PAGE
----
The electrodes in water make it possible for the chemical reaction in which hydrogen is formed. When electricity is run through water it splits the hydrogen and oxygen, giving you a pure and zero-emission fuel source.

Seawater contains a positive electrode that attracts chloride, quickly decaying the metal. To tackle this problem, the scientists added a new metal coating so the electrode can last longer. The team was able to use 10 times more electricity with its device, generating hydrogen even faster than before. As a bonus, they made their design environmentally friendly, energy-efficient and powered it with solar cells.

The good thing about fuel cells is that it could store more energy than batteries while avoiding some of their environmental challenges.

"Hydrogen is the next generation of power because the energy density is higher than batteries, meaning that you can drive for a longer distance, or power heavier devices." explains Hongjie Dai, a chemistry professor at Stanford University.

  • Hydrogen-powered cars are already on the roads around the world
  • A hydrogen-powered train is now running in Germany
  • A hydrogen-powered ferry is coming to San Francisco this year
  • Hydrogen-powered cargo ships are currently being designed in Norway
  • The first regional hydrogen-electric airplane is being developed by a startup in Singapore


In the future, ships running on hydrogen fuel cells will be able to make their own fuel directly from the ocean with the help of renewable energy such as solar panels or wind turbines.

South Korea to build three cities powered by hydrogen before 2022

South Korea is trying to win the race to create the first hydrogen-powered society. It wants to build three hydrogen-powered cities by 2022 as it positions itself as a leader in the green technology. The plan will see the cities use hydrogen as the fuel for cooling, heating, electricity and transportation. Consultation on where the three cities will be located is under way.

The test cities will use a hydrogen-powered transportation system, including buses and personal cars. Hydrogen charging stations will be available in bus stations and parking spaces. The strategy is part of a wider vision to power 10% of the country's cities, counties and towns by hydrogen by 2030, growing to 30% by 2040.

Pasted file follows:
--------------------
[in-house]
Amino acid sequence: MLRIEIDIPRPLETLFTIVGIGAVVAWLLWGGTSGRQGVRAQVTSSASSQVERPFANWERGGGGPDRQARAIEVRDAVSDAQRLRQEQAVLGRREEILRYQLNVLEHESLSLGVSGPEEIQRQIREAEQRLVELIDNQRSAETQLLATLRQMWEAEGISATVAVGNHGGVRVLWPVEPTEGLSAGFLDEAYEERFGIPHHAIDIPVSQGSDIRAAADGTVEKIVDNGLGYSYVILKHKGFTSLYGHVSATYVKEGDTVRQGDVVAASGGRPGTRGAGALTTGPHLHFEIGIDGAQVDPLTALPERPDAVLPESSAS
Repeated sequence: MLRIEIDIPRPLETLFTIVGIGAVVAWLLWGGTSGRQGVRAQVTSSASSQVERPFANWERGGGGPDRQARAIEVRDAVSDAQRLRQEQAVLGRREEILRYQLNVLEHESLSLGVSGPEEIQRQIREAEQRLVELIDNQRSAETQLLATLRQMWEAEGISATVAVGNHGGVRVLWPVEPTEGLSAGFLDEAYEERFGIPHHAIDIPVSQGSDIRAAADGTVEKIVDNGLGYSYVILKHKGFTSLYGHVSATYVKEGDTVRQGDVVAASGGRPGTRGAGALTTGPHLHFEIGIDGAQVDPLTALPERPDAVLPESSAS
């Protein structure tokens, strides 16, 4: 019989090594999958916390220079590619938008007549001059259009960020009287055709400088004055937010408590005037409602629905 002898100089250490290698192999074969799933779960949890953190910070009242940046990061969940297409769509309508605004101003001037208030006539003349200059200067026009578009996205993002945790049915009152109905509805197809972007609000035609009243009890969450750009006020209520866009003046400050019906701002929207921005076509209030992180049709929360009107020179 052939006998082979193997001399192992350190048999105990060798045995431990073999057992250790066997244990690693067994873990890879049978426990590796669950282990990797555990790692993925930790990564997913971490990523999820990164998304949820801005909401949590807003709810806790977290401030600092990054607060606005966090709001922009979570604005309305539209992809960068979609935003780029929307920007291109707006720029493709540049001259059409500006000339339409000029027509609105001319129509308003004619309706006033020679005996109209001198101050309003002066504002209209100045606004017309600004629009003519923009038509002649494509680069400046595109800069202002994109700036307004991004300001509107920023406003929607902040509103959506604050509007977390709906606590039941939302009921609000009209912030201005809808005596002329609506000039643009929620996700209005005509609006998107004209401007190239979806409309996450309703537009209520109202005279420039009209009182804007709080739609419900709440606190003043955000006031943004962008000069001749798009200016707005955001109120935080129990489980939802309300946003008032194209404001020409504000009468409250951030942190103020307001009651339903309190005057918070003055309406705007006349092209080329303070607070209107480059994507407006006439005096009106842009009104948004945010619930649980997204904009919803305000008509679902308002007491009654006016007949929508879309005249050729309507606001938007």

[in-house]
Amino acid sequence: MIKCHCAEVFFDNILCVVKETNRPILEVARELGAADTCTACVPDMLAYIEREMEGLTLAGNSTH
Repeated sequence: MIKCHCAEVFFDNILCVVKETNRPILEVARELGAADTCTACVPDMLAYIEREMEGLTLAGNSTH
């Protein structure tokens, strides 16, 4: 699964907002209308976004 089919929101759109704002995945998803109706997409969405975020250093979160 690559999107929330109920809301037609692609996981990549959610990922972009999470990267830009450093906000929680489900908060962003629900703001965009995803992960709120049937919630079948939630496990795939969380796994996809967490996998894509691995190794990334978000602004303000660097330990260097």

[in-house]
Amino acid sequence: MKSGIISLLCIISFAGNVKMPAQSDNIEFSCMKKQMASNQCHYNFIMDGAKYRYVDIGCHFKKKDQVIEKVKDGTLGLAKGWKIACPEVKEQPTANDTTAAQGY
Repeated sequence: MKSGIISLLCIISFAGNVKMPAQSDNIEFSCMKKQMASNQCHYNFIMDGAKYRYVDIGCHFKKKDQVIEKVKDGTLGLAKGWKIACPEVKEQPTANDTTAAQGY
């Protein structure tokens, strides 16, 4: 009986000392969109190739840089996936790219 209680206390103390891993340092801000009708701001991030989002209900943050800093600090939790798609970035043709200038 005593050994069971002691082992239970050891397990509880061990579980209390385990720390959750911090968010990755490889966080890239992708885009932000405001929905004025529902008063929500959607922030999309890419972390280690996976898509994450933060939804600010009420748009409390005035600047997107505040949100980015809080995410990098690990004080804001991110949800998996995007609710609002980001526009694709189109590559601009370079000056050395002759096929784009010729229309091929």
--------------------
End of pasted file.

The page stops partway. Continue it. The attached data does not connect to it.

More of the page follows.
This includes drastic increases in the numbers of hydrogen-powered vehicles and charging points in the next three years. The government has earmarked money to subsidize these vehicles and charging infrastructure.

Countries including Germany, Japan and China are also looking to a future hydrogen society, with a number of Asian car manufacturers including Hyundai, Toyota and Honda sinking resources into creating a range of hydrogen powered cars.

With fuel cell vehicles – or FCVs – generally offering greater range and faster refueling times than electric vehicles, there is great hope that they will accelerate the transition to cleaner vehicles.

But challenges remain with the technology. Although some FCVs are now on the market, for many the cost remains prohibitive and they have some way to go before they become mainstream.

The output from hydrogen-powered cars is only water as a by-product. Producing the hydrogen itself is an energy-intensive process though, but as long as the production is powered by renewable sources the system is completely clean.

Power One AB consider hydrogen in Burundi


Power One´s concept combines wind, water and sun as sources of energy production. This reduces the need for expensive storage. Power One plans to use electrolyte storage, but will also set aside part of the solar park to operate a hydrogen gas production plant, which can be used, among other things, to operate boats. Since Tanganyika Lake is still clean and crystal clear, the electric propulsion of boats is an obvious complement for preserving it undisturbed. At present, there are a number of vessels operating on oil, which are used but have not so far done too much damage. Hydrogen has the advantage of being considerably cheaper as a fuel then fossil fuel, and is therefore an irresistible substitute from all points of view.


Hydrogen can be used for electrically driven transport on both land and water. During manufacture, water is divided into oxygen and hydrogen. The hydrogen gas is collected in tubes and then transformed into electricity via a so-called power cell. With a hydrogen tube, a power cell and an electric motor, many electric vehicles are operated today, ranging from mopeds, cars and trucks to boats. It is a durable and well-proven technology whose only residual product is oxygen and water. Oxygen is used in everything from healthcare to welding and is an import commodity in Burundi. Both oxygen and hydrogen can therefore be sold with good profits for Power One.



Hydrogen is a well-known and reliable energy storage system that has been used in industry for almost a century. The technique is simple: DC voltage produced during the day from solar panels is used in an electrolyser to separate water (H2O) into hydrogen (H2) and oxygen (O). The non-polluting oxygen is released and the hydrogen is stored under pressure into simple and durable containers. At night, when the sun is on the other side, hydrogen is led into a power cell that melts hydrogen with oxygen from the air back into water. Through this process, energy from daylight is restored back to electricity and used for night consumption.